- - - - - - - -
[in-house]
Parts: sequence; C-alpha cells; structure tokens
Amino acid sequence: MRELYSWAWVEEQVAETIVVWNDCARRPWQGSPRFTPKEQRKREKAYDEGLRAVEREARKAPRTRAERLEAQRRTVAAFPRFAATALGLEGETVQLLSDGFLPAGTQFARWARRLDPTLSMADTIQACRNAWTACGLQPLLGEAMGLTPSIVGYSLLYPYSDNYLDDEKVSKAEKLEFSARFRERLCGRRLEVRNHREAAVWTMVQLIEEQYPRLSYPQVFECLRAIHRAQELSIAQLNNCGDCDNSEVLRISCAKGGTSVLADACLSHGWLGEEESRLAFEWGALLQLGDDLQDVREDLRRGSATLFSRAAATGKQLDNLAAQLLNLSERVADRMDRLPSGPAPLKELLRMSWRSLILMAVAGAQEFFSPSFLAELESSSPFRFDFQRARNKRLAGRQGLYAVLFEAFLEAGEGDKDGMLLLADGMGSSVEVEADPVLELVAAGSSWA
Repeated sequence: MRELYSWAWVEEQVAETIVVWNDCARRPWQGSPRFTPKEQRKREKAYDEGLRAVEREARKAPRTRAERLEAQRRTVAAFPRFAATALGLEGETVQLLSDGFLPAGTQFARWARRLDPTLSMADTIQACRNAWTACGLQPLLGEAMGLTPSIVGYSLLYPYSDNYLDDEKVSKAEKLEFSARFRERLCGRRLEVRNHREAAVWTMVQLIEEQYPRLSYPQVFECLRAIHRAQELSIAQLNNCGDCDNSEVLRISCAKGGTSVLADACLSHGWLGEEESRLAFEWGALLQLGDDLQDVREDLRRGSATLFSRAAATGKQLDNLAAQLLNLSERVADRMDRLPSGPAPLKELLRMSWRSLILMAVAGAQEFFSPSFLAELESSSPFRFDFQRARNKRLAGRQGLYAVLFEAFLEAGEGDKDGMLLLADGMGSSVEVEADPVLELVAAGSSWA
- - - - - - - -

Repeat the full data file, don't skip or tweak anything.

[in-house]
Parts: sequence; C-alpha cells; structure tokens
Amino acid sequence: MRELYSWAWVEEQVAETIVVWNDCARRPWQGSPRFTPKEQRKREKAYDEGLRAVEREARKAPRTRAERLEAQRRTVAAFPRFAATALGLEGETVQLLSDGFLPAGTQFARWARRLDPTLSMADTIQACRNAWTACGLQPLLGEAMGLTPSIVGYSLLYPYSDNYLDDEKVSKAEKLEFSARFRERLCGRRLEVRNHREAAVWTMVQLIEEQYPRLSYPQVFECLRAIHRAQELSIAQLNNCGDCDNSEVLRISCAKGGTSVLADACLSHGWLGEEESRLAFEWGALLQLGDDLQDVREDLRRGSATLFSRAAATGKQLDNLAAQLLNLSERVADRMDRLPSGPAPLKELLRMSWRSLILMAVAGAQEFFSPSFLAELESSSPFRFDFQRARNKRLAGRQGLYAVLFEAFLEAGEGDKDGMLLLADGMGSSVEVEADPVLELVAAGSSWA
Repeated sequence: MRELYSWAWVEEQVAETIVVWNDCARRPWQGSPRFTPKEQRKREKAYDEGLRAVEREARKAPRTRAERLEAQRRTVAAFPRFAATALGLEGETVQLLSDGFLPAGTQFARWARRLDPTLSMADTIQACRNAWTACGLQPLLGEAMGLTPSIVGYSLLYPYSDNYLDDEKVSKAEKLEFSARFRERLCGRRLEVRNHREAAVWTMVQLIEEQYPRLSYPQVFECLRAIHRAQELSIAQLNNCGDCDNSEVLRISCAKGGTSVLADACLSHGWLGEEESRLAFEWGALLQLGDDLQDVREDLRRGSATLFSRAAATGKQLDNLAAQLLNLSERVADRMDRLPSGPAPLKELLRMSWRSLILMAVAGAQEFFSPSFLAELESSSPFRFDFQRARNKRLAGRQGLYAVLFEAFLEAGEGDKDGMLLLADGMGSSVEVEADPVLELVAAGSSWA